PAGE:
(October 17, 2019 / JNS) The essence of Simchat Torah is the completion of the reading of the Torah scroll, and the joy and celebration that naturally ensues from the annual culmination of the Torah-reading cycle. Because of the traditional means of celebration, women’s participation has historically been more passive rather than active, which leaves synagogues with the challenge of how to include women in the full observance of the day.
Simchat Torah presents the perfect opportunity to highlight programming that addresses needs and introduces new norms, all within the parameters of Orthodoxy. Building authentic moments is the goal with the ability to inspire individuals.
Several years ago, a colleague and I were discussing this exact issue: how to create meaningful opportunities for women on Simchat Torah morning. She shared with me that in her synagogue, when the men were being called to the Torah, the women gathered together to learn Torah. It struck me that to celebrate the Torah through study is a true fulfillment of the essence of Simchat Torah.
We started the Simchat Torah morning lesson (shiur) at Lower Merion Synagogue outside of Philadelphia and, as the years went by, the idea caught on and more women attended. The feedback was overwhelmingly positive. Seeing how well-received this idea was in the synagogue, it was a natural decision for the Orthodox Union Women’s Initiative to launch the program on a national level.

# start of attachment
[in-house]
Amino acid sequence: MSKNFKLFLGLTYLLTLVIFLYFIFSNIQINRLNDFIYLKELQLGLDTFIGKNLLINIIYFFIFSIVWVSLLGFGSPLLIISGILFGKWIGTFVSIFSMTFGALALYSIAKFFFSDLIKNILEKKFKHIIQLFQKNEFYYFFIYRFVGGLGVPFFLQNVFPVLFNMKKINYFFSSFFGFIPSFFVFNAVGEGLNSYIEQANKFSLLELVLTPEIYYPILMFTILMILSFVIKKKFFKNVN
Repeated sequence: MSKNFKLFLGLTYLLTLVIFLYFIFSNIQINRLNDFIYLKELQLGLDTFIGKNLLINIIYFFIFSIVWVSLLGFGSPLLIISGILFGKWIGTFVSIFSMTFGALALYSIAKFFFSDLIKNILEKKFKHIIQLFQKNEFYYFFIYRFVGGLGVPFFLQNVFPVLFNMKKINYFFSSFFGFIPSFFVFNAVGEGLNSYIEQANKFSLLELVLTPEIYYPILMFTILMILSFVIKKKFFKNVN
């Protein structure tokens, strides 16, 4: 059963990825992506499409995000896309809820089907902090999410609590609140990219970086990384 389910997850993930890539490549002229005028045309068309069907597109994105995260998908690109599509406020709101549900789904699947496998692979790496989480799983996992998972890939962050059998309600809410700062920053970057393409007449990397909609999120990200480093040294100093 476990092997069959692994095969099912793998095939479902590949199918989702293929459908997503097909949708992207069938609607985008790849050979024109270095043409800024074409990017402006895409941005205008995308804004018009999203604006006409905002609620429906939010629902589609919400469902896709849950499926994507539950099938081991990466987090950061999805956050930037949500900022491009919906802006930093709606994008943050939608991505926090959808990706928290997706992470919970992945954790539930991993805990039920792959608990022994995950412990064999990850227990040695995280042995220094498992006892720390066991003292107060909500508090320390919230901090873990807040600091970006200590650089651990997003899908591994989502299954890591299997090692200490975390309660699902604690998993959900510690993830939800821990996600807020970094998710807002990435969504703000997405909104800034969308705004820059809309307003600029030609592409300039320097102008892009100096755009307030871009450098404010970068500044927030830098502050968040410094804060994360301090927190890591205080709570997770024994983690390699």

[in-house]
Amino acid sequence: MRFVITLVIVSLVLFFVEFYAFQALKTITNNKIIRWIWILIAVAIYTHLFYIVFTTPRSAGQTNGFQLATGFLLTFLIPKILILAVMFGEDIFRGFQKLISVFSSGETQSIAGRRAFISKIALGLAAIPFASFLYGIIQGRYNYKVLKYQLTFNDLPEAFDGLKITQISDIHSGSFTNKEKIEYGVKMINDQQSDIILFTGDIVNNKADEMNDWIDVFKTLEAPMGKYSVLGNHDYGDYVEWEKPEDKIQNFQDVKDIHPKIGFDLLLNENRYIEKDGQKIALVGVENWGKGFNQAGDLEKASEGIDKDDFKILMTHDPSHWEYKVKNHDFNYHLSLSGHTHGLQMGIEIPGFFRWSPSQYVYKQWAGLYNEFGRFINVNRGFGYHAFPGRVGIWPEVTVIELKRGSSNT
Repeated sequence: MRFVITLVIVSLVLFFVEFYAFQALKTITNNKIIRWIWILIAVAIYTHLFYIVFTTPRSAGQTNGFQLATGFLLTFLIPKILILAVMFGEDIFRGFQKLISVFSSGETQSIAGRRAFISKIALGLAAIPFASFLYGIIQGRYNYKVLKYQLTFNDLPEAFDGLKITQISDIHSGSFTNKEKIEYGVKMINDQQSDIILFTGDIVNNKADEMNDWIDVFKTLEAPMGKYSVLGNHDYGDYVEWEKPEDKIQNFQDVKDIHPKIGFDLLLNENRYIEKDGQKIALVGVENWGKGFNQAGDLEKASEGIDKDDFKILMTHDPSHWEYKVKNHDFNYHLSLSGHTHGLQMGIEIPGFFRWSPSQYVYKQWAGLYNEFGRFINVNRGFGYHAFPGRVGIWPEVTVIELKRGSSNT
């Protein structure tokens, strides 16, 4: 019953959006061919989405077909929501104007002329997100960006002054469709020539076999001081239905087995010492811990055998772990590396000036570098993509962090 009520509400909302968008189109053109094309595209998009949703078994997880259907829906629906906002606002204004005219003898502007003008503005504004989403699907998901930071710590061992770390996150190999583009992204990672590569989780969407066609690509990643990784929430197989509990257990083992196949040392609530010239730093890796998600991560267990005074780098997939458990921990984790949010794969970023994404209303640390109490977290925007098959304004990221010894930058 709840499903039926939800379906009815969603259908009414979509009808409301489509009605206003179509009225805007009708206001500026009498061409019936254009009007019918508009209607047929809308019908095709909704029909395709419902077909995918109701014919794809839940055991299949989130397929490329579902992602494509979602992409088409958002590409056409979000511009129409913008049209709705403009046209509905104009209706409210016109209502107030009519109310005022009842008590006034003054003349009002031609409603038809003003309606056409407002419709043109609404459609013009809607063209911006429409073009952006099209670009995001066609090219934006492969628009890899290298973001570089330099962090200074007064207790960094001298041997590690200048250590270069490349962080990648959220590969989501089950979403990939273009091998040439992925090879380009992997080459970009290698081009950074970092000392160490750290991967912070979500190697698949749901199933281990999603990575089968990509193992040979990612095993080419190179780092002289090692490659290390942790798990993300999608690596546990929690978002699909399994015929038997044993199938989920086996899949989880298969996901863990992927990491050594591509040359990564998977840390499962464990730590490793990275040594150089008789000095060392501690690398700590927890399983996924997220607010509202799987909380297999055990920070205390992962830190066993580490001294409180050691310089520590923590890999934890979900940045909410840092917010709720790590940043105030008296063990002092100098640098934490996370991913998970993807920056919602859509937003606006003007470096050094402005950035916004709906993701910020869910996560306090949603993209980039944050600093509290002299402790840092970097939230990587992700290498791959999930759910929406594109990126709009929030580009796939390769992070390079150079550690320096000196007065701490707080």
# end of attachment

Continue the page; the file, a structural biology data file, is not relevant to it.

As a national program, the details are intentional and speak to our greater mission. The program is more than just a series of classes on Simchat Torah morning in individual synagogues. Highlighting local female scholars is a chance for communities to appreciate the some of the talent in their midst. Each woman comes with her own voice and Torah knowledge to share with others who are looking for inspiration and connection.
This is our second year running the program, and more than 40 synagogues around the country now are participating, elevating the holiday experience for women.
Women are coming forward and asking for these opportunities; women are offering to teach Torah; and, significantly, synagogue leadership is helping to create the space for this. And it is more than simply about Simchat Torah. Communities across the country are looking for more engaging learning from a variety of texts for women; they are searching for opportunities for growth and inspiration for women at all phases and stages.
The call to action is national, yet the action itself is local.
We are hopeful that women’s learning, joy and celebration on Simchat Torah will become the North American communal norm of every synagogue, and that this momentum will extend throughout the year.
Dr. Adina Shmidman is the founding director of the Orthodox Union’s Women’s Initiative and rebbetzin of the Lower Merion Synagogue in Bala Cynwyd, Pa.
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